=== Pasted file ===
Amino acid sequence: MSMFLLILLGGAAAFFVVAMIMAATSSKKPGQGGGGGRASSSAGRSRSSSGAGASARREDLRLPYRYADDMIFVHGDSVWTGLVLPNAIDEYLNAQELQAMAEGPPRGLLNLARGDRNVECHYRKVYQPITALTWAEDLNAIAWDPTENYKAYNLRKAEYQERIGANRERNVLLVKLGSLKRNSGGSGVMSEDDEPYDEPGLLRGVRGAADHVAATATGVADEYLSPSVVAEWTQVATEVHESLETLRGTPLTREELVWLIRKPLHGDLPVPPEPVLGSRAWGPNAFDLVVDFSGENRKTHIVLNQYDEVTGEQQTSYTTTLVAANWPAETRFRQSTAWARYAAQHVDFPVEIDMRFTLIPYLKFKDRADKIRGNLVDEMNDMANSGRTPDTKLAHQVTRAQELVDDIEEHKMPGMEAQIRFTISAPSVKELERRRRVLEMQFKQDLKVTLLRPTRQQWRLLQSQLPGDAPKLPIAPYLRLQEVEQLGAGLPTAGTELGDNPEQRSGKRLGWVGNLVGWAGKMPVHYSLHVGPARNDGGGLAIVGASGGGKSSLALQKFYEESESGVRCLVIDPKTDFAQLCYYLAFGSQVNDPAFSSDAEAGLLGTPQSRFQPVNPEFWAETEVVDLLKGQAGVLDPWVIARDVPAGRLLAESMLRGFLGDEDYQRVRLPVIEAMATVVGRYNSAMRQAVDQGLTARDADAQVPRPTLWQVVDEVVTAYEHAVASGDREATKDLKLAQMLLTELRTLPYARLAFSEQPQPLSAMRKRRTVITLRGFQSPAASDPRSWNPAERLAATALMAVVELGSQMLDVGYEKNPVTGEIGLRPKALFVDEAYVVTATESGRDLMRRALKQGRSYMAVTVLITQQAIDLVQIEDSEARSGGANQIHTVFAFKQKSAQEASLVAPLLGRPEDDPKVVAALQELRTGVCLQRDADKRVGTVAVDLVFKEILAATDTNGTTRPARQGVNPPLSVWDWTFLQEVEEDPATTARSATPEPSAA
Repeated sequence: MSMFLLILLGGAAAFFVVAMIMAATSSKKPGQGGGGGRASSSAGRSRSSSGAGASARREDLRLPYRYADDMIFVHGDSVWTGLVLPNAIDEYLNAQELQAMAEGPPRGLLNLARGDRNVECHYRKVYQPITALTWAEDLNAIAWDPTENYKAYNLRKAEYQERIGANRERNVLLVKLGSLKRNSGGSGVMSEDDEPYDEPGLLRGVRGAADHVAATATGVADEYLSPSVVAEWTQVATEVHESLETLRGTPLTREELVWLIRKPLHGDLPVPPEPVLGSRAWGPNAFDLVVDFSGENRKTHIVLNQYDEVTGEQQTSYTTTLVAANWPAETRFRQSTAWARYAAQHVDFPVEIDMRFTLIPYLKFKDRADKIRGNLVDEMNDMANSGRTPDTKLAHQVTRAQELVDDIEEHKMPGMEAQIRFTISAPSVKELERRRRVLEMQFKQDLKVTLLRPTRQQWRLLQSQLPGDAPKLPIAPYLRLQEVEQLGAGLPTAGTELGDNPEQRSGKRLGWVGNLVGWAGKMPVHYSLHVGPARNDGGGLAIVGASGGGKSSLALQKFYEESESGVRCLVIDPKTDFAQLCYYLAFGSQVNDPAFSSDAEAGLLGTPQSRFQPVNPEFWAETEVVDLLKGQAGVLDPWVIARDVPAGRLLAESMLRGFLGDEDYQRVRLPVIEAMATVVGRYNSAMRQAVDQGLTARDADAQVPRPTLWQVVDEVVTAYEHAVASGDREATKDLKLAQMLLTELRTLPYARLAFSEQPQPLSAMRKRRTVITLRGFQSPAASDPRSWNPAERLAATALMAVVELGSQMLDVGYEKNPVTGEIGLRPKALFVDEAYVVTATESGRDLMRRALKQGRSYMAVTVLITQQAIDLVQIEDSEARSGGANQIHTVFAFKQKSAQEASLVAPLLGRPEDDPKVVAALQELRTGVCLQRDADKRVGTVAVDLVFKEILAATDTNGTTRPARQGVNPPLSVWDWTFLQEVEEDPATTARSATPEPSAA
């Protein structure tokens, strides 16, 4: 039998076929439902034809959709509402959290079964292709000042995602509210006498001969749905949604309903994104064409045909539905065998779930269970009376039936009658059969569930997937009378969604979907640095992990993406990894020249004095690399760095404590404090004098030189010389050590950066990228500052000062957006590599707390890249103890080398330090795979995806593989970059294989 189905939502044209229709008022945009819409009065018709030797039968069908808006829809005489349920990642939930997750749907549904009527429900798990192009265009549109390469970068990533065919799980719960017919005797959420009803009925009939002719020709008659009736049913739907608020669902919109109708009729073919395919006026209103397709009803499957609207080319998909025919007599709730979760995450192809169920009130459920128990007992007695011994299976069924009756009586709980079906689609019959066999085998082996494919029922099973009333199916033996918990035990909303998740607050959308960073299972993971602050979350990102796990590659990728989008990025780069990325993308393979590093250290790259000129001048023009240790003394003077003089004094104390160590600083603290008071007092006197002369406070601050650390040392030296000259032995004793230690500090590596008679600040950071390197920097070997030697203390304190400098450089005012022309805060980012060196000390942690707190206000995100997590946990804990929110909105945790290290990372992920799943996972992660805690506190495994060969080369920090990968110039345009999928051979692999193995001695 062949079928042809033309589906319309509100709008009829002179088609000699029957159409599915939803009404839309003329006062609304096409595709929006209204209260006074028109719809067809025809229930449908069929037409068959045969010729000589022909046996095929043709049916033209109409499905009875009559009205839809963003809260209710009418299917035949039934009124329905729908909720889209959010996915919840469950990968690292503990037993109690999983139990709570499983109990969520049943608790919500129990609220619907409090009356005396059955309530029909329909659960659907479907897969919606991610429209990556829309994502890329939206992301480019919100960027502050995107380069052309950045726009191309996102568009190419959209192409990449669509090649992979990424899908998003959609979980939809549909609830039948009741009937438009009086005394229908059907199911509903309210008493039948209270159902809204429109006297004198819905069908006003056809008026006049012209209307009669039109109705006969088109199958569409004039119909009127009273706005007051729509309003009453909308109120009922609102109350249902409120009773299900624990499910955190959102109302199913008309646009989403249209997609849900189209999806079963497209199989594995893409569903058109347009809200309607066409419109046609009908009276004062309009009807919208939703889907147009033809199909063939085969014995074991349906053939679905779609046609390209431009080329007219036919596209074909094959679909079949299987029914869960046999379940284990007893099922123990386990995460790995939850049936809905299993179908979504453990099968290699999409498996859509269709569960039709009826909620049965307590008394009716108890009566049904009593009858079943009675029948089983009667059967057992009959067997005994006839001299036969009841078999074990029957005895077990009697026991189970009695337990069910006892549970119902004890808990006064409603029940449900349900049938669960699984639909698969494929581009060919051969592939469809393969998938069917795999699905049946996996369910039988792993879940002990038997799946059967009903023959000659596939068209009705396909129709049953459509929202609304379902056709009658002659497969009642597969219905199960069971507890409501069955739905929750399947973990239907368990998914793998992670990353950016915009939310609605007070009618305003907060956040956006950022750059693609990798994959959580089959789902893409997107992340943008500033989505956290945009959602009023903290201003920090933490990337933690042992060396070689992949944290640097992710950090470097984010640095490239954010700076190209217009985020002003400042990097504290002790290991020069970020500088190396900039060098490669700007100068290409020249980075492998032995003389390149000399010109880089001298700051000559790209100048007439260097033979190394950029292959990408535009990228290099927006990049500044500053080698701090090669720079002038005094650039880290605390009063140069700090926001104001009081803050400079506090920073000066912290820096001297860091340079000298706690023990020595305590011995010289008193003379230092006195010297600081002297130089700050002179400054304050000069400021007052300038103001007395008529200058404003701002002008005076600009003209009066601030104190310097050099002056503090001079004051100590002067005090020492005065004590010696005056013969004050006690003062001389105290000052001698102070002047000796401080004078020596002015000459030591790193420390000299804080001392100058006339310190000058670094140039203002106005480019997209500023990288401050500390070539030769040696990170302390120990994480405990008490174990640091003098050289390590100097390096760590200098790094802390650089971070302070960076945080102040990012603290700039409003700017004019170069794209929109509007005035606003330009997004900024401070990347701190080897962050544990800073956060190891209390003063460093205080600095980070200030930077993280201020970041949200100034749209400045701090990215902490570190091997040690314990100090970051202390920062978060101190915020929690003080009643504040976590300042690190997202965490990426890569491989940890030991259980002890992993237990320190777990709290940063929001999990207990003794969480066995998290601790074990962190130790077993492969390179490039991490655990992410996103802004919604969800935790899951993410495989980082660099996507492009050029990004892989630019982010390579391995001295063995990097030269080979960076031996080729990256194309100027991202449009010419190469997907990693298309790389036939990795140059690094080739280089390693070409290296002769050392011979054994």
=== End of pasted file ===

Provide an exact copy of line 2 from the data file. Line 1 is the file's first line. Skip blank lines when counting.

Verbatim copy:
Repeated sequence: MSMFLLILLGGAAAFFVVAMIMAATSSKKPGQGGGGGRASSSAGRSRSSSGAGASARREDLRLPYRYADDMIFVHGDSVWTGLVLPNAIDEYLNAQELQAMAEGPPRGLLNLARGDRNVECHYRKVYQPITALTWAEDLNAIAWDPTENYKAYNLRKAEYQERIGANRERNVLLVKLGSLKRNSGGSGVMSEDDEPYDEPGLLRGVRGAADHVAATATGVADEYLSPSVVAEWTQVATEVHESLETLRGTPLTREELVWLIRKPLHGDLPVPPEPVLGSRAWGPNAFDLVVDFSGENRKTHIVLNQYDEVTGEQQTSYTTTLVAANWPAETRFRQSTAWARYAAQHVDFPVEIDMRFTLIPYLKFKDRADKIRGNLVDEMNDMANSGRTPDTKLAHQVTRAQELVDDIEEHKMPGMEAQIRFTISAPSVKELERRRRVLEMQFKQDLKVTLLRPTRQQWRLLQSQLPGDAPKLPIAPYLRLQEVEQLGAGLPTAGTELGDNPEQRSGKRLGWVGNLVGWAGKMPVHYSLHVGPARNDGGGLAIVGASGGGKSSLALQKFYEESESGVRCLVIDPKTDFAQLCYYLAFGSQVNDPAFSSDAEAGLLGTPQSRFQPVNPEFWAETEVVDLLKGQAGVLDPWVIARDVPAGRLLAESMLRGFLGDEDYQRVRLPVIEAMATVVGRYNSAMRQAVDQGLTARDADAQVPRPTLWQVVDEVVTAYEHAVASGDREATKDLKLAQMLLTELRTLPYARLAFSEQPQPLSAMRKRRTVITLRGFQSPAASDPRSWNPAERLAATALMAVVELGSQMLDVGYEKNPVTGEIGLRPKALFVDEAYVVTATESGRDLMRRALKQGRSYMAVTVLITQQAIDLVQIEDSEARSGGANQIHTVFAFKQKSAQEASLVAPLLGRPEDDPKVVAALQELRTGVCLQRDADKRVGTVAVDLVFKEILAATDTNGTTRPARQGVNPPLSVWDWTFLQEVEEDPATTARSATPEPSAA